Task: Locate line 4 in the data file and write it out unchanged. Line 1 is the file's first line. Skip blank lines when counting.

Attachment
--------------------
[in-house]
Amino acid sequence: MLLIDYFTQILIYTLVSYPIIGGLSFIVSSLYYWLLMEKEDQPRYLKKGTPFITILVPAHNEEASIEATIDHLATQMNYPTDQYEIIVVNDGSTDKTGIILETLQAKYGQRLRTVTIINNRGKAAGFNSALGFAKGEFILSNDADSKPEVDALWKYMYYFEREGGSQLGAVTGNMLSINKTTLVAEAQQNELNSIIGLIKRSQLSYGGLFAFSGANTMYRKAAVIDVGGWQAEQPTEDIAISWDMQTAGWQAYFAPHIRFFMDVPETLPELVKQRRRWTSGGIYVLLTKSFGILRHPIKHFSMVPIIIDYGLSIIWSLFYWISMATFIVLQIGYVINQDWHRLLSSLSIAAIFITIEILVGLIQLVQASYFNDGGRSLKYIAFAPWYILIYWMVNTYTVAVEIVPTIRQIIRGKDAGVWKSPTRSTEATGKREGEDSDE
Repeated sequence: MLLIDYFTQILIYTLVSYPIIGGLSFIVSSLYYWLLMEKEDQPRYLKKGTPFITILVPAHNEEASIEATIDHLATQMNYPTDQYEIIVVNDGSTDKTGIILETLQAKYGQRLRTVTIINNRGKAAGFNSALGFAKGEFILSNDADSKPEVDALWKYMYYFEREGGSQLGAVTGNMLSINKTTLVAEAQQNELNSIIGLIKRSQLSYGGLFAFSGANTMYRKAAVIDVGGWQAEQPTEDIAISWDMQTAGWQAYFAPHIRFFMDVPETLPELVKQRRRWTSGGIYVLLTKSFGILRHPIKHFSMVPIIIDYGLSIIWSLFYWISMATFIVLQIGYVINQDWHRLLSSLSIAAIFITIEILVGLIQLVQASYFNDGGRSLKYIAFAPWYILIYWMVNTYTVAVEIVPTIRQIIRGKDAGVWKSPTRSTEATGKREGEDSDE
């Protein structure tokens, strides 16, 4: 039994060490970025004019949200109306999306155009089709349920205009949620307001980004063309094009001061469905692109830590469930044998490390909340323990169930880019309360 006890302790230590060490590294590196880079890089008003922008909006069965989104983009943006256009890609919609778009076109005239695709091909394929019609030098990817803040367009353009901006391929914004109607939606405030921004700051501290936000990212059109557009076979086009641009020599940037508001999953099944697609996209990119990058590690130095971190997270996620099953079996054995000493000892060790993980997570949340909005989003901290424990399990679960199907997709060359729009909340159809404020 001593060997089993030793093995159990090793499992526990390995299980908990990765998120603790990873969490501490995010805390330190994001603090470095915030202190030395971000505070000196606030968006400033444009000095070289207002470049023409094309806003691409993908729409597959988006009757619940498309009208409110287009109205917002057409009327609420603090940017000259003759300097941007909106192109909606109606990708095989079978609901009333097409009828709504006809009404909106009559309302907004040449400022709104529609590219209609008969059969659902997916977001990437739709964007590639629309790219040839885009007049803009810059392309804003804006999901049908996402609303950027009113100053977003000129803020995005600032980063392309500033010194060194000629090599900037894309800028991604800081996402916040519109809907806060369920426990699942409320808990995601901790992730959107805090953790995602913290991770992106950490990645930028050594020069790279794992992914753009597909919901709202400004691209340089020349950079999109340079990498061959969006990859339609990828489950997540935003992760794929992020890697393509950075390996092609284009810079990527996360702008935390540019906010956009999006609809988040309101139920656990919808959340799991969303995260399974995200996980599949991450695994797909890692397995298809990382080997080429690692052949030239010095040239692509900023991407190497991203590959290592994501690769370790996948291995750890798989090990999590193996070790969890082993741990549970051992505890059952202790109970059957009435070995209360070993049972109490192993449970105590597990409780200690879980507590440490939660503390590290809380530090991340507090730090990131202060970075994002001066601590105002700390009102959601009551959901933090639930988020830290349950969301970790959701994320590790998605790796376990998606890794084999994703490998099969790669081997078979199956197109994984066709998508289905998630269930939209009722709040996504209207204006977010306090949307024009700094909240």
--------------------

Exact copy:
């Protein structure tokens, strides 16, 4: 039994060490970025004019949200109306999306155009089709349920205009949620307001980004063309094009001061469905692109830590469930044998490390909340323990169930880019309360 006890302790230590060490590294590196880079890089008003922008909006069965989104983009943006256009890609919609778009076109005239695709091909394929019609030098990817803040367009353009901006391929914004109607939606405030921004700051501290936000990212059109557009076979086009641009020599940037508001999953099944697609996209990119990058590690130095971190997270996620099953079996054995000493000892060790993980997570949340909005989003901290424990399990679960199907997709060359729009909340159809404020 001593060997089993030793093995159990090793499992526990390995299980908990990765998120603790990873969490501490995010805390330190994001603090470095915030202190030395971000505070000196606030968006400033444009000095070289207002470049023409094309806003691409993908729409597959988006009757619940498309009208409110287009109205917002057409009327609420603090940017000259003759300097941007909106192109909606109606990708095989079978609901009333097409009828709504006809009404909106009559309302907004040449400022709104529609590219209609008969059969659902997916977001990437739709964007590639629309790219040839885009007049803009810059392309804003804006999901049908996402609303950027009113100053977003000129803020995005600032980063392309500033010194060194000629090599900037894309800028991604800081996402916040519109809907806060369920426990699942409320808990995601901790992730959107805090953790995602913290991770992106950490990645930028050594020069790279794992992914753009597909919901709202400004691209340089020349950079999109340079990498061959969006990859339609990828489950997540935003992760794929992020890697393509950075390996092609284009810079990527996360702008935390540019906010956009999006609809988040309101139920656990919808959340799991969303995260399974995200996980599949991450695994797909890692397995298809990382080997080429690692052949030239010095040239692509900023991407190497991203590959290592994501690769370790996948291995750890798989090990999590193996070790969890082993741990549970051992505890059952202790109970059957009435070995209360070993049972109490192993449970105590597990409780200690879980507590440490939660503390590290809380530090991340507090730090990131202060970075994002001066601590105002700390009102959601009551959901933090639930988020830290349950969301970790959701994320590790998605790796376990998606890794084999994703490998099969790669081997078979199956197109994984066709998508289905998630269930939209009722709040996504209207204006977010306090949307024009700094909240």